Light Wave


Biden admin invests $162 million to boost domestic chip making

By Jake Beardslee · January 4, 2024

In brief…

  • The Biden administration is providing $162 million to Microchip Technology to boost domestic semiconductor manufacturing.
  • The funding will expand production capacity at Microchip factories in Colorado and Oregon.
  • It's the second round of investments under the CHIPS and Science Act passed in 2022.
The Biden administration announced a $162 million investment in Microchip Technology to expand semiconductor production capacity in the U.S., the second round of funding under the CHIPS Act passed in 2022 to boost domestic high-tech manufacturing.  Gage Skidmore from Surprise, AZ, United States of America/Wikimedia

The Biden administration announced $162 million in funding on Thursday to support domestic semiconductor manufacturing, part of an effort to reduce reliance on overseas chip producers. The money will go to Microchip Technology to expand production at factories in Colorado and Oregon.

Microchip is based in Chandler, Arizona and makes microcontrollers used in autos, appliances, and medical devices. The funding will help triple its domestic production capacity.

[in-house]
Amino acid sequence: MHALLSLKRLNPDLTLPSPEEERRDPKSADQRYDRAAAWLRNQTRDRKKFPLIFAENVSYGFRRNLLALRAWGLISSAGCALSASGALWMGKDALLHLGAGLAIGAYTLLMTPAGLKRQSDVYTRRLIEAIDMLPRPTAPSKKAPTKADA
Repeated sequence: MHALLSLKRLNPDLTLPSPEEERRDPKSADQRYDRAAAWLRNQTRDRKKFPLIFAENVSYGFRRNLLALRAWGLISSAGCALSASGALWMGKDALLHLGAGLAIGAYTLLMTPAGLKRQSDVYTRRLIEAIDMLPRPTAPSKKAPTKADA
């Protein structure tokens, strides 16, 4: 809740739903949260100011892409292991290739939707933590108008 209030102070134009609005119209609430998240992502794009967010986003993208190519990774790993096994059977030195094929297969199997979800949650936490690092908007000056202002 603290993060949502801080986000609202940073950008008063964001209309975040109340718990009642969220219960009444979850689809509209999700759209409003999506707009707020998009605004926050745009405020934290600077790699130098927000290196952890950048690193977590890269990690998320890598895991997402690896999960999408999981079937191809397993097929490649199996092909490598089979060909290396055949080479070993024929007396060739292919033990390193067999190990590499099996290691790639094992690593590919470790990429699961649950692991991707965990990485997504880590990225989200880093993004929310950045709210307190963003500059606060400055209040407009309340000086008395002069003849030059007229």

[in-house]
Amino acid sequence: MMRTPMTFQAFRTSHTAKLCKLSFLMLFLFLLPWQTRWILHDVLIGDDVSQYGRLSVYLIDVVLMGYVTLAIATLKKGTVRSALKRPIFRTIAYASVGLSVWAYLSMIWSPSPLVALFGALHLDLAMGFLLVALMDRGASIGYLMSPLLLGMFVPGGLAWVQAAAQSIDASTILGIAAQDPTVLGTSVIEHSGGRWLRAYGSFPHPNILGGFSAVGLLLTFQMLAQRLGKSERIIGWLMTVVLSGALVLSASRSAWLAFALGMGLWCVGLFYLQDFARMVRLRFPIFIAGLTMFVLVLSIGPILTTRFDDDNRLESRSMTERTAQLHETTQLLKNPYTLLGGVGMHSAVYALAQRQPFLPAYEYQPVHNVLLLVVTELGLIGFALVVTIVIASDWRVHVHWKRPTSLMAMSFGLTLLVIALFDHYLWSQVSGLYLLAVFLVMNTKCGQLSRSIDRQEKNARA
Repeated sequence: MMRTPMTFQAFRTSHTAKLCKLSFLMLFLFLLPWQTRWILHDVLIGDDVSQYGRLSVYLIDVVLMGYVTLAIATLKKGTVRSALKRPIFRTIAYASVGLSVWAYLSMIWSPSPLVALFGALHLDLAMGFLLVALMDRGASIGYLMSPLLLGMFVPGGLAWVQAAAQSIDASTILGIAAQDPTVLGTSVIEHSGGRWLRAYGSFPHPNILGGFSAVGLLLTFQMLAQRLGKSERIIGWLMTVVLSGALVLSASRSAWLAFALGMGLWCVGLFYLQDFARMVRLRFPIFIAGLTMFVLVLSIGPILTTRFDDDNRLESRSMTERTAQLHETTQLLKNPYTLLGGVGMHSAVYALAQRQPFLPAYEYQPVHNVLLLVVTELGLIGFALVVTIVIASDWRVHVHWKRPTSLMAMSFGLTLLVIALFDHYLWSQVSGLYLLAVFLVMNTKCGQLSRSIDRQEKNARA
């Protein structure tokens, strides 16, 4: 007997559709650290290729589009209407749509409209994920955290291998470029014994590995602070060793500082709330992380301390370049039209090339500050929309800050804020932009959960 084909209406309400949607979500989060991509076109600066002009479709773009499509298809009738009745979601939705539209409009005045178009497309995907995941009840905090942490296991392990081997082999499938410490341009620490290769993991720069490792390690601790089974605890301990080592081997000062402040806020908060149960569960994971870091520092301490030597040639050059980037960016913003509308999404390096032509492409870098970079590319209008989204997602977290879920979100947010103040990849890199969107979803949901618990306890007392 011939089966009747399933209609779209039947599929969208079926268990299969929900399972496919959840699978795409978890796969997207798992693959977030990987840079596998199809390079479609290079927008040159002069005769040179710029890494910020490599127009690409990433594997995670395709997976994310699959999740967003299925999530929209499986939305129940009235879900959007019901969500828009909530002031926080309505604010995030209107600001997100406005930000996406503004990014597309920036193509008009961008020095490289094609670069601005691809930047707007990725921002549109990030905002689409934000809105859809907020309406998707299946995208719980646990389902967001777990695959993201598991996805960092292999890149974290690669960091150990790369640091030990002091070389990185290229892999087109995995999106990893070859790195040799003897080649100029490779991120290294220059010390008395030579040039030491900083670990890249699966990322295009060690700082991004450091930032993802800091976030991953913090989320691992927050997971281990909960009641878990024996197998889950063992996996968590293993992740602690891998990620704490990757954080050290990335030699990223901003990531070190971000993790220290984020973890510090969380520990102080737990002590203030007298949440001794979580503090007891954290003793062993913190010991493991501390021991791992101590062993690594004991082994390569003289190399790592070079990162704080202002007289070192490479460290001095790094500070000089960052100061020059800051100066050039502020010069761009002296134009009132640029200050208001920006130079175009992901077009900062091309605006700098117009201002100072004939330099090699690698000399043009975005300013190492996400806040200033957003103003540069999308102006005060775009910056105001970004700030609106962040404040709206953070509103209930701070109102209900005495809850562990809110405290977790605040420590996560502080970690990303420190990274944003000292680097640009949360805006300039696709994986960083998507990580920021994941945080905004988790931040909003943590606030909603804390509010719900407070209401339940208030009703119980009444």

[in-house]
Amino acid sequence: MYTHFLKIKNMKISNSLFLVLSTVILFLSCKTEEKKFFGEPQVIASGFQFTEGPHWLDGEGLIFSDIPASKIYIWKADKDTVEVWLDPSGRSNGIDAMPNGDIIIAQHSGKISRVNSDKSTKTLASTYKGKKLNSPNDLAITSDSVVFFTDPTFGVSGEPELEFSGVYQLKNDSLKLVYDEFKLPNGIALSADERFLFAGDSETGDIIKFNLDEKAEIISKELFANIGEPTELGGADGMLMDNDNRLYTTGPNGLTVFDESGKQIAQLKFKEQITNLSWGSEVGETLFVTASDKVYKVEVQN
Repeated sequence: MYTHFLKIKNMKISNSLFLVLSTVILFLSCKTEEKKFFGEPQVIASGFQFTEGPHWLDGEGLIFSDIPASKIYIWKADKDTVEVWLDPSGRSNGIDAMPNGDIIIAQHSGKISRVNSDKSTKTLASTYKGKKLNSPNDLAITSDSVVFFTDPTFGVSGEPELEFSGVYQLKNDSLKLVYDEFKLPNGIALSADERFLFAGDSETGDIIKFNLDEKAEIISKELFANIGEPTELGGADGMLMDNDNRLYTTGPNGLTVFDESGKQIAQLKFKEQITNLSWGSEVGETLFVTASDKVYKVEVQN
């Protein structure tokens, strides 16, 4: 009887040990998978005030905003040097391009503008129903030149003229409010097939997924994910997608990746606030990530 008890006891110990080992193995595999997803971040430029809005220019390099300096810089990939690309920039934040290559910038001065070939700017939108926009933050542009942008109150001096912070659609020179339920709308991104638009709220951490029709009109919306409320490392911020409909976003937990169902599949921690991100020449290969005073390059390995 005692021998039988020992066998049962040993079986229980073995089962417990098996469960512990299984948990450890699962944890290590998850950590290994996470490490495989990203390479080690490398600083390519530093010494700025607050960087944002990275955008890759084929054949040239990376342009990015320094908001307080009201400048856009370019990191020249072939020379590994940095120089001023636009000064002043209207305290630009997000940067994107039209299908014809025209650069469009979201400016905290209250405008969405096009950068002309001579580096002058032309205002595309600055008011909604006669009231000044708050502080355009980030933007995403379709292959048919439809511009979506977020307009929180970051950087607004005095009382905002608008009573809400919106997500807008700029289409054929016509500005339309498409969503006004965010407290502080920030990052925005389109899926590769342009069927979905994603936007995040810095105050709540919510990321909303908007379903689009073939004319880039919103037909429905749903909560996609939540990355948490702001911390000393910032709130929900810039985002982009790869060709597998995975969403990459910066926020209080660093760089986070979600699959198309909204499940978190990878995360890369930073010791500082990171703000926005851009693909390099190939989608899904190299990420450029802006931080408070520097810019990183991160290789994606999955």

“Semiconductors are the key input in so many goods that are vital to our economy,” said Lael Brainard, director of the White House National Economic Council, ABC News reported. She said greater U.S. production of chips would have reduced supply problems that drove inflation higher last year.

The $162 million investment is the second round of funding under the CHIPS and Science Act, a law passed in August 2022 that provides over $52 billion to boost semiconductor manufacturing in the U.S. The Biden administration has emphasized building domestic tech manufacturing to improve supply chain resilience.

The first grants under the law went to BAE Systems in December to expand a New Hampshire semiconductor factory supplying chips for military aircraft. Additional funding announcements are expected this year as the administration aims to reduce reliance on foreign chipmakers.

The incentives are part of a broader strategy to strengthen domestic tech production and reduce vulnerability to overseas supply disruptions.